The prang has three levels and they can be reached by a steep staircases, but visitors are allowed only to the first level only after paying a fee of 50 bhats.

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View of Chao Pharya River and Grand Palace from Wat Arun

Next to the prang is the Ordination Hall with a Niramitr Buddha image supposedly designed by King Rama II.

The Ordination Hall is approached by a beautiful gateway flanked by two towering statues of sentinels guarding the temple.

In spite of the thousand of visitors  the Ordination Hall remains an oasis of peace. The entire complex of Wat Arun is beautifully landscaped with pathways, lawns and manicured trees.

But the most spectacular view of the glittering monument can be seen from the east side of the river at sunset as Wat Arun’s colorfully decorated spires sparkle radiantly over the water.

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Wat Arun across the Chao Pharya River, Thonburi, Bangkok

Tourist Information:

Approach: Wat Arun is best approached by ferry across the Chao Pharya River from Tha Tien pier (near Wat Pho, Temple of reclining Buddha). Fare 5 baht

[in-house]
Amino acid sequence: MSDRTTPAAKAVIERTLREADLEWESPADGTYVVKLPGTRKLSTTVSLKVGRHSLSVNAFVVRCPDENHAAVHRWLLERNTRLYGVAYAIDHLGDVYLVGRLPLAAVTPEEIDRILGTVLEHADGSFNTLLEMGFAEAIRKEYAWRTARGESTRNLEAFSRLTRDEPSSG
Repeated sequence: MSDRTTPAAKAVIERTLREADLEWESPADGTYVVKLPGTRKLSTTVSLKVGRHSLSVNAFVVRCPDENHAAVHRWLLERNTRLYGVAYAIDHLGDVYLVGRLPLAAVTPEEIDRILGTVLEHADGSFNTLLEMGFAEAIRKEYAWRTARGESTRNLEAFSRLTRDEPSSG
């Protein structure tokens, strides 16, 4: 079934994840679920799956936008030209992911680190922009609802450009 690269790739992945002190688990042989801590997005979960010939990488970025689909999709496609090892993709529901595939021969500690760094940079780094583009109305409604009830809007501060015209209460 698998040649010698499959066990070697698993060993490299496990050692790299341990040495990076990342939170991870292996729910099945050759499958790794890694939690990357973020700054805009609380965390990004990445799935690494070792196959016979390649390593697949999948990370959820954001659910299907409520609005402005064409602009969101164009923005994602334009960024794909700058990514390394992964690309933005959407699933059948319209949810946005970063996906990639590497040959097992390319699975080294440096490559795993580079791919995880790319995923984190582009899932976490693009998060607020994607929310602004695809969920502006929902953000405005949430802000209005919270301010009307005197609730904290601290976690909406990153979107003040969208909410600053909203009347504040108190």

Entry Fee: Entry is free but if you plan to visit the first tier of the prang entry fee is 50 baht for foreigners.
Dress Code: It is a functional Buddhist temple so there is a dress code. Men must wear long pants and short-sleeved or long-sleeved shirts. Women must wear skirts or pants extending at least to the knee, and also should not wear a top that reveals bare shoulders.

Note: I visited Thailand as part of a FAM trip organized by Tourism authority of Thailand (TAT) and Thai Airways.

Special Thanks:

  • Aso Lori (TAT, New Delhi) and Sajid Khan (Thai Airways, Kolkata)
  • My fellow FAM participants Amit Sachdev (Unique Air Travels), Sanjay Kr Kothari (Just Holidays), Vandana Arya (Gainwell Leisure Holidays), Piyush Banerjee (Discovery Holidays), Asif Alim (Neptune Holidays) and Nandini Gangully (T2, The Telegraph)

 

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  1. December 22, 2018 at 2:29 AM